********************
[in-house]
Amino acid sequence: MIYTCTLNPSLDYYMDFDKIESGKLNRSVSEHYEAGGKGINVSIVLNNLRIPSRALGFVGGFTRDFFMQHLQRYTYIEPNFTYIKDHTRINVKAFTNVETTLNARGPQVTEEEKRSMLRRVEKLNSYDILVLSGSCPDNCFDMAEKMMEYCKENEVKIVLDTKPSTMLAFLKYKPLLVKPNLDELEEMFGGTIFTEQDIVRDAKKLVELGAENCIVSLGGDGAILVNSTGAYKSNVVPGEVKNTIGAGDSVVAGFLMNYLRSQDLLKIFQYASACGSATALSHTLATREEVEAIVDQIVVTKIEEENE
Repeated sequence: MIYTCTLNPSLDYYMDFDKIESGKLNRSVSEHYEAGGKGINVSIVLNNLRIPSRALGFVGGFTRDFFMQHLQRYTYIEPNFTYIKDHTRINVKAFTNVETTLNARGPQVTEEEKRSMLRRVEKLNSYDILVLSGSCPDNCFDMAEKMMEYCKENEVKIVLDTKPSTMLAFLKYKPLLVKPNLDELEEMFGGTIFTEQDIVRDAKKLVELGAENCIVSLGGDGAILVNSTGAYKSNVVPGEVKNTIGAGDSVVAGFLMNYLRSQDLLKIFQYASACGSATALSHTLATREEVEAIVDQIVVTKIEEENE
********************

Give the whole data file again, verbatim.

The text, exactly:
[in-house]
Amino acid sequence: MIYTCTLNPSLDYYMDFDKIESGKLNRSVSEHYEAGGKGINVSIVLNNLRIPSRALGFVGGFTRDFFMQHLQRYTYIEPNFTYIKDHTRINVKAFTNVETTLNARGPQVTEEEKRSMLRRVEKLNSYDILVLSGSCPDNCFDMAEKMMEYCKENEVKIVLDTKPSTMLAFLKYKPLLVKPNLDELEEMFGGTIFTEQDIVRDAKKLVELGAENCIVSLGGDGAILVNSTGAYKSNVVPGEVKNTIGAGDSVVAGFLMNYLRSQDLLKIFQYASACGSATALSHTLATREEVEAIVDQIVVTKIEEENE
Repeated sequence: MIYTCTLNPSLDYYMDFDKIESGKLNRSVSEHYEAGGKGINVSIVLNNLRIPSRALGFVGGFTRDFFMQHLQRYTYIEPNFTYIKDHTRINVKAFTNVETTLNARGPQVTEEEKRSMLRRVEKLNSYDILVLSGSCPDNCFDMAEKMMEYCKENEVKIVLDTKPSTMLAFLKYKPLLVKPNLDELEEMFGGTIFTEQDIVRDAKKLVELGAENCIVSLGGDGAILVNSTGAYKSNVVPGEVKNTIGAGDSVVAGFLMNYLRSQDLLKIFQYASACGSATALSHTLATREEVEAIVDQIVVTKIEEENE